By Evelyn Long - Contributing Columnist



Although it took place 78 years ago, the impact of D-Day had a huge impact on World War II. I remember that day and all of the bulletins on the radio – no TV in those days. I just want to review that day and note that it should never be forgotten.

A story published in the Morrow County Independent on June 8, 1944 two days after the event, relates that first reports of were received by radio and early morning with many people clustered around receiving sets.

The story notes that local resident and 1939 Cardington High School graduate Lt. John A. Vaughan, had been killed in action over France during the preinvasion softening up of German defenses by the U S Army Air Force.

There was added local interest in the invasion by reason of the fact that a number of local boys were known to be with the United States Forces in England and because a number of Cardington veterans of World War I are familiary with the territory invaded.

Flags were flown at half mast throughout the day and then on Monday out of respect for Lt. Vaughan.

No special service had been planned by local churches for D-Day or Invasion Day. The Methodist Church bell sounded at 10 am that day.

The military sources offered the following explanation for the terms D-Day and H-Hour. The D and the H are simply the first letters of “day” and “hour” and they mean the day and the hour on which a military action is to be put into operational. The letters are used instead of the actual dates for security causes and for use in training in advance of the action.

Troops are trained in the things they are to do on D-Day and at H-Hour.

Plans for a long period also can be laid by the use of plus and minus. For instance,”D-Day plus four” means the fourth day following the opening of the designated operation. “H-Hour plus six” means the sixth hour after the beginning of an operation. Use of minus means hours or days before the appointed time.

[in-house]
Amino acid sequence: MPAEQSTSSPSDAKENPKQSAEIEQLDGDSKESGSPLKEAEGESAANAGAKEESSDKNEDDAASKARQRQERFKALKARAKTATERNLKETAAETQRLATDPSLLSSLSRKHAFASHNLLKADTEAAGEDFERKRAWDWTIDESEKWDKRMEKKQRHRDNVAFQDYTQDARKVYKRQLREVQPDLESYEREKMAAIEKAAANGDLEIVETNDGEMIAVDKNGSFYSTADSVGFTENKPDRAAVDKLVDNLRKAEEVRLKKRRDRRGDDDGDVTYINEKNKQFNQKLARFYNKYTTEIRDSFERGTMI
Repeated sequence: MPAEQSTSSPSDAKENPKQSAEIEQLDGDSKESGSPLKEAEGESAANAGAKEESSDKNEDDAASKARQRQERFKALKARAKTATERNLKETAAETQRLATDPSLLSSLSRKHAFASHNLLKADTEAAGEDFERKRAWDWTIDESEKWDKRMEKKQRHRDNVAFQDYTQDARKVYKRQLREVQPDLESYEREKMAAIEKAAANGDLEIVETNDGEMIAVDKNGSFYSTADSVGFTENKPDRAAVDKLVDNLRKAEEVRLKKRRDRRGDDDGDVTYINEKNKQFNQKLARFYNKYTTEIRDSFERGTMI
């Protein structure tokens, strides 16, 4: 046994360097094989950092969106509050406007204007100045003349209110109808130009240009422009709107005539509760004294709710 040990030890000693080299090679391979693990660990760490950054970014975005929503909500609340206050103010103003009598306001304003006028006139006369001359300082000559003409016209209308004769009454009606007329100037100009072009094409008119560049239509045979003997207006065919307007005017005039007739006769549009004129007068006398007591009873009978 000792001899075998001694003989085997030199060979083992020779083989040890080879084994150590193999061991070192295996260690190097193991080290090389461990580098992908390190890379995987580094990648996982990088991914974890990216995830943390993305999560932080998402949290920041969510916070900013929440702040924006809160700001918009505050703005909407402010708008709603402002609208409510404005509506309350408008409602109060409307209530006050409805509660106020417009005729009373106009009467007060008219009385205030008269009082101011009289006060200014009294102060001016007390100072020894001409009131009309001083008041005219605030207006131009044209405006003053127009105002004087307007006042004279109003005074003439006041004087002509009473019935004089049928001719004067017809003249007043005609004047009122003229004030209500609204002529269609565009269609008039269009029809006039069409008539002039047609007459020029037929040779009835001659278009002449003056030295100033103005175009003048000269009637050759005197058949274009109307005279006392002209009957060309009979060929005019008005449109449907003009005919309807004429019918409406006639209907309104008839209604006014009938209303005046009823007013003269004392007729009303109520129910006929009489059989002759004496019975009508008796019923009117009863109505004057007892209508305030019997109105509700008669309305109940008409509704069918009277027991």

Thus was history made on June 6, 1944 – I remember it clearly- even though I was just a grade school student.

Looking Back: 60 years ago, June 1962: The New York Central Railroad accepted the offer of the Jenkins-Vaughan Post of the American Legion to purchase the three acre railroad park in Cardington The post’s offer was $7,000 – The Cardington Volunteer Fire Department took delivery of their new Sutphen Pumper. Cost $13, 726.

June, 1972: Mel Strine of Cardington, 16 years old, shot a hole in one at Galion Country Club. The hole was 220 yards and had never been aced before. Strine used a 2 iron.

June, 1982: During the Festival of Thanks held June 9-13, the Cardington Historical Society sold post cards of five different scenes of historic Cardington and stationery featuring a Joanne Mathews sketch of the landmark hotel on the square.

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By Evelyn Long

Contributing Columnist